For those who have been following this series, the funeral went well. I was a good crucifer and didn’t trip on the alb I was given to wear. The service was very nice — the readings were comforting and the music was nice. One of the things I love about this parish is that the prelude music for funerals is piano hymns — not some dreary organ piece. I didn’t cry though it was hard when we were singing the last hymn (“How Great Thou Art”) because the family was crying and I am the world’s biggest sap. (Note to self: don’t people-watch during funerals when you know the family.) I made it out of the church without beaning anyone with the cross or tripping over the hem of my alb.
After changing out of my alb, I tossed my clerical shirt back on and we headed out to the car. (My non-skanky summer funeral clothes for today were a grey shirt, black knee-length skirt, and one of Jon’s unbuttoned clerical shirts in black.) I was the second car in the procession and we drove to the cemetery which is a small one in Granville. It was a really pretty one in the woods and one where I’d probably go walking in happier circumstances. I made it through the burial without crying until they started taking apart the flower arrangements to give the roses to the family to toss on the casket before it was lowered. At that point, I was standing with Jon and got teary-eyed. They offered the family the shell casings from the 21-gun salute (D was an Air Force vet) and they presented the flag that had been draped on his casket to F with a rose and shell casing tucked in.
After the burial, we followed G and the family up to G’s house in the hills. The layout and neighborhood reminded me of Las Cumbreas in the Santa Cruz mountains where some family friends of ours used to live. The house is beautiful — lots of windows to give some natural light into the house as well as a huge kitchen — it was seriously how I’d like my dream house to be. They had ham for lunch — but with sandwich fixings, salads, fresh veggies, fresh fruit, and tons of desserts. I had some chips, a ham sandwich (ham and bread), some raw carrots, lots of watermelon, and one small piece of brownie. (I really am not a chocolate dessert person if there’s fresh fruit around.) I also had the chance to talk with Bill and with some other people and it was actually an enjoyable meal. Jon and I bid everyone adieu around 1:30 and were hugged within an inch of our lives by F who promised to be at church at some point this weekend, even if it’s just the 4:00 service on Saturday.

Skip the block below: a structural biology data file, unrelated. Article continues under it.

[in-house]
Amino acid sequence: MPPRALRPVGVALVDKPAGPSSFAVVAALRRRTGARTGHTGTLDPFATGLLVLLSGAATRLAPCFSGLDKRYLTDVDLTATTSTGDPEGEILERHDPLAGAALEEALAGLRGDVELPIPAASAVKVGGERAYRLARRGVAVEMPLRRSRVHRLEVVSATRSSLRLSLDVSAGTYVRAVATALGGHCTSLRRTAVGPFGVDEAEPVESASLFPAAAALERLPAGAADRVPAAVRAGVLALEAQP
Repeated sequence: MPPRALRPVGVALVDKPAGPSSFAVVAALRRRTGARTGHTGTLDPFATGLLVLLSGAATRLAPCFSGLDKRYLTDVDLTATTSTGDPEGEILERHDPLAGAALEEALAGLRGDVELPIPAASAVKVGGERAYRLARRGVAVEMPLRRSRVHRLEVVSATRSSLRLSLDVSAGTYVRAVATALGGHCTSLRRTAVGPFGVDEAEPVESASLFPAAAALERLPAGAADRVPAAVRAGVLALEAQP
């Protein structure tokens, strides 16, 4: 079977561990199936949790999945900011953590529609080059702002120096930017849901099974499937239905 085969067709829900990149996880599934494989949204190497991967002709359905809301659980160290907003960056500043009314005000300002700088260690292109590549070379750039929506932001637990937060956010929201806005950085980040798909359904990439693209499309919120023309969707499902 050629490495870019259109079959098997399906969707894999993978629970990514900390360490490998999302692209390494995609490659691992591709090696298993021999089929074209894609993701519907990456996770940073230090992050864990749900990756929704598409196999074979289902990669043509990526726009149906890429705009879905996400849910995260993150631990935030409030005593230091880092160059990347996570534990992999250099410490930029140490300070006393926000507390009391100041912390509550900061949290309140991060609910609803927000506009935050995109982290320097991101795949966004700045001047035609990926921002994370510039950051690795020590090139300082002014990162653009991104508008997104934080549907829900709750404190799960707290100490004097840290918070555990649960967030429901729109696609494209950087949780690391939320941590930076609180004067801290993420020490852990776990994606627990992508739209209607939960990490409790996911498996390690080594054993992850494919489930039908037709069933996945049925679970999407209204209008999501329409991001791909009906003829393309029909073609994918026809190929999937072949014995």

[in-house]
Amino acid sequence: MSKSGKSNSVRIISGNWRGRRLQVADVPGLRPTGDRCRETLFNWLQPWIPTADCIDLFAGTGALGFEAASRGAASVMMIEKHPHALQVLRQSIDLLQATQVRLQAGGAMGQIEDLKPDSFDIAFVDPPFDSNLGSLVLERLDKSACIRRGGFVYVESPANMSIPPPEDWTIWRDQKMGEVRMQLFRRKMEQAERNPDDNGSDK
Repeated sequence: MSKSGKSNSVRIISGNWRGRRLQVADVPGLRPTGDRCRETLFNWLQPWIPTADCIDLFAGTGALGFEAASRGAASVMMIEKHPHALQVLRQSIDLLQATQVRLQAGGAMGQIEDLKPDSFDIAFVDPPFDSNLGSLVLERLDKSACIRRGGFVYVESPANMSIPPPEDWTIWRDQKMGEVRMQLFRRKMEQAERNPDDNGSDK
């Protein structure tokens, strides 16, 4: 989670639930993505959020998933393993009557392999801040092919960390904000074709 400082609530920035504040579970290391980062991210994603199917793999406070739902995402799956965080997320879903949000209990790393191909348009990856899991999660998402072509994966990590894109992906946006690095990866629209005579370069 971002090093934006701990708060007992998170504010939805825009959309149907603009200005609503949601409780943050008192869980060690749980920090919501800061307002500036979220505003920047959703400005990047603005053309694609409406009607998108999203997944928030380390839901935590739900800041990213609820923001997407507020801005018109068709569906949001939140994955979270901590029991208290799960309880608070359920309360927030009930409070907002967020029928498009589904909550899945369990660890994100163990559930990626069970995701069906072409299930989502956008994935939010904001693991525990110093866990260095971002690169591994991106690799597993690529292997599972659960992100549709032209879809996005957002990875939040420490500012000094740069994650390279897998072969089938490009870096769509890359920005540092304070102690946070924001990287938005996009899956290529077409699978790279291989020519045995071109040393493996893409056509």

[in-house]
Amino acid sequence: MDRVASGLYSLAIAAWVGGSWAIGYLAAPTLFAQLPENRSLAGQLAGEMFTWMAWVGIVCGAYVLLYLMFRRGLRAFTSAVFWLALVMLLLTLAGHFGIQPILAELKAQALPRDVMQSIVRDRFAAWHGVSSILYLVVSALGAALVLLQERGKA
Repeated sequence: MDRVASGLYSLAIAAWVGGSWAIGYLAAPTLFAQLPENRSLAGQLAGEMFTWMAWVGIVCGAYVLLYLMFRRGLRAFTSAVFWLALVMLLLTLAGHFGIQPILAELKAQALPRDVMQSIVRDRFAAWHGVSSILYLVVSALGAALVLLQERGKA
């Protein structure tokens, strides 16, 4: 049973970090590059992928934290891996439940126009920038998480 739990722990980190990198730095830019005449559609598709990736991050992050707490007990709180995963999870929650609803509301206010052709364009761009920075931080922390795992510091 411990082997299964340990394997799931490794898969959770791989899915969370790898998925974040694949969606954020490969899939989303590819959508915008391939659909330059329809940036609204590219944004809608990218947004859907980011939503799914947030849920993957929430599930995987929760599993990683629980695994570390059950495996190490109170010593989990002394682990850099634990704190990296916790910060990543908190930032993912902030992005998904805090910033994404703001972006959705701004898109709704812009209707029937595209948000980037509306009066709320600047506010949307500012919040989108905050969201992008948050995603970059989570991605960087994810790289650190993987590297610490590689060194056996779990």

Now that everything is over and I’ve been home for the last 8 hours, I feel kind of deflated because it’s all over. D is in the ground, the family is off grieving elsewhere, and Jon is at a congregational council meeting (read: 3 hours of debating over issues at the church). Given the adrenaline rush of the last few weeks, it is strange to have nothing to think about or do. I’m not really sad per se because I’ve gotten my grief out (for the most part) and the funeral gave me some closure. I’m also not going to be dealing with sobbing family members in the next few days, so I don’t have that to think about. Is this what I should be feeling after all is said and done?
I also almost started crying when the family was hugging me and thanking me. Granted, I am a sap but I also still can’t believe that I was all that helpful. I’m not clergy and most of what I did was hover in the background and occasionally hold hands at times when there was a need, such as last Tuesday when we received the news that D was not gonna make it. Yes, I was there two weeks ago when D was coming out of surgery — I’d driven Jon and Bill to Cols and didn’t really know where else to be. I was going to excuse myself to go to a waiting room but F came out and hugged me. That Friday, I made small talk with G because I needed something to do. On Tuesday, I walked into ICU late and found out that there was a storm brewing and figured that I probably should stick around. In other words, I really wasn’t supposed to be there; but I was. Yes, I did go make phone calls for F to get her calmed down and I did speak on her behalf when people asked what the situation with D was, but I felt like I was in the way most of the time. I did spend hours praying in the ICU and waiting room; but that’s my job as a Christian.
Granted, I haven’t had much experience with family members dying in hospitals and all but I really didn’t realize that my ministry was just *BEING* there. G is an engineer and a brilliant person — little Jen who is the Hermione of her seminary class felt really stupid talking to him that Friday; but apparently, it helped. There was nothing I could say to comfort F but apparently the fact that I was there holding her hand helped. Between the two of them, I have been hugged more times in the last two weeks than in the last 6 months by anyone non-family.
I’m just praying for NO MORE DEATHS AND NO MORE FUNERALS for awhile…